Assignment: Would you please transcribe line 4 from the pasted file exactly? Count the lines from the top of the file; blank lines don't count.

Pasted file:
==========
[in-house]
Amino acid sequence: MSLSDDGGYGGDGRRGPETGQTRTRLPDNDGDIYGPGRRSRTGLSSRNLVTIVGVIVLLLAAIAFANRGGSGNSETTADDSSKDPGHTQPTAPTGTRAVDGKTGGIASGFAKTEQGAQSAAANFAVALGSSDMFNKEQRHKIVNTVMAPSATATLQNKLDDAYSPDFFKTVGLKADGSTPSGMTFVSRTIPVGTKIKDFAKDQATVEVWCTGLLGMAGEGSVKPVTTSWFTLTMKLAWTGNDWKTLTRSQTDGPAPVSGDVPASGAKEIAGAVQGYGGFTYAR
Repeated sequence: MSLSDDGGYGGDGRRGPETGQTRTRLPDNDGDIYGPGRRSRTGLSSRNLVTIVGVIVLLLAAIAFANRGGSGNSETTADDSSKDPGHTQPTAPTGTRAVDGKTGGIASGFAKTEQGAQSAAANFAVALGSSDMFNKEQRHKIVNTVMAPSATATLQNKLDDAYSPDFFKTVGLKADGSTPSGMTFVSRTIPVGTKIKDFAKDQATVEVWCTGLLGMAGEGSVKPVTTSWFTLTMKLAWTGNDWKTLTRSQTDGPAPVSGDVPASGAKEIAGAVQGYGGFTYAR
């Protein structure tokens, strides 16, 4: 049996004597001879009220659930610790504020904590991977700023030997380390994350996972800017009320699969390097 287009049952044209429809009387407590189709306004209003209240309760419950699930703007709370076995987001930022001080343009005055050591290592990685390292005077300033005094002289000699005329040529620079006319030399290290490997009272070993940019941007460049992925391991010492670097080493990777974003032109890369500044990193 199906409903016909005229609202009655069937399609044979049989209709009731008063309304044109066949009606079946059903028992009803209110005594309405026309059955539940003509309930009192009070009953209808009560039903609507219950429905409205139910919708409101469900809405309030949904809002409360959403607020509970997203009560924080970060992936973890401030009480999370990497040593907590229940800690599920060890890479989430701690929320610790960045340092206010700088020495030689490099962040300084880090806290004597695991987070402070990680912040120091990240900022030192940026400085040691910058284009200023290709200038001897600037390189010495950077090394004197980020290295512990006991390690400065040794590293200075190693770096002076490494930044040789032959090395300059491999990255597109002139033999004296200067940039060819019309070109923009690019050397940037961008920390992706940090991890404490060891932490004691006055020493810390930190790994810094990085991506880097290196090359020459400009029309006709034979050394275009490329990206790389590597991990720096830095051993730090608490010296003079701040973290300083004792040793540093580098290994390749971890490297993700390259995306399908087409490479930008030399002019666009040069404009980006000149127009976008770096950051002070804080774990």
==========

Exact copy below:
């Protein structure tokens, strides 16, 4: 049996004597001879009220659930610790504020904590991977700023030997380390994350996972800017009320699969390097 287009049952044209429809009387407590189709306004209003209240309760419950699930703007709370076995987001930022001080343009005055050591290592990685390292005077300033005094002289000699005329040529620079006319030399290290490997009272070993940019941007460049992925391991010492670097080493990777974003032109890369500044990193 199906409903016909005229609202009655069937399609044979049989209709009731008063309304044109066949009606079946059903028992009803209110005594309405026309059955539940003509309930009192009070009953209808009560039903609507219950429905409205139910919708409101469900809405309030949904809002409360959403607020509970997203009560924080970060992936973890401030009480999370990497040593907590229940800690599920060890890479989430701690929320610790960045340092206010700088020495030689490099962040300084880090806290004597695991987070402070990680912040120091990240900022030192940026400085040691910058284009200023290709200038001897600037390189010495950077090394004197980020290295512990006991390690400065040794590293200075190693770096002076490494930044040789032959090395300059491999990255597109002139033999004296200067940039060819019309070109923009690019050397940037961008920390992706940090991890404490060891932490004691006055020493810390930190790994810094990085991506880097290196090359020459400009029309006709034979050394275009490329990206790389590597991990720096830095051993730090608490010296003079701040973290300083004792040793540093580098290994390749971890490297993700390259995306399908087409490479930008030399002019666009040069404009980006000149127009976008770096950051002070804080774990």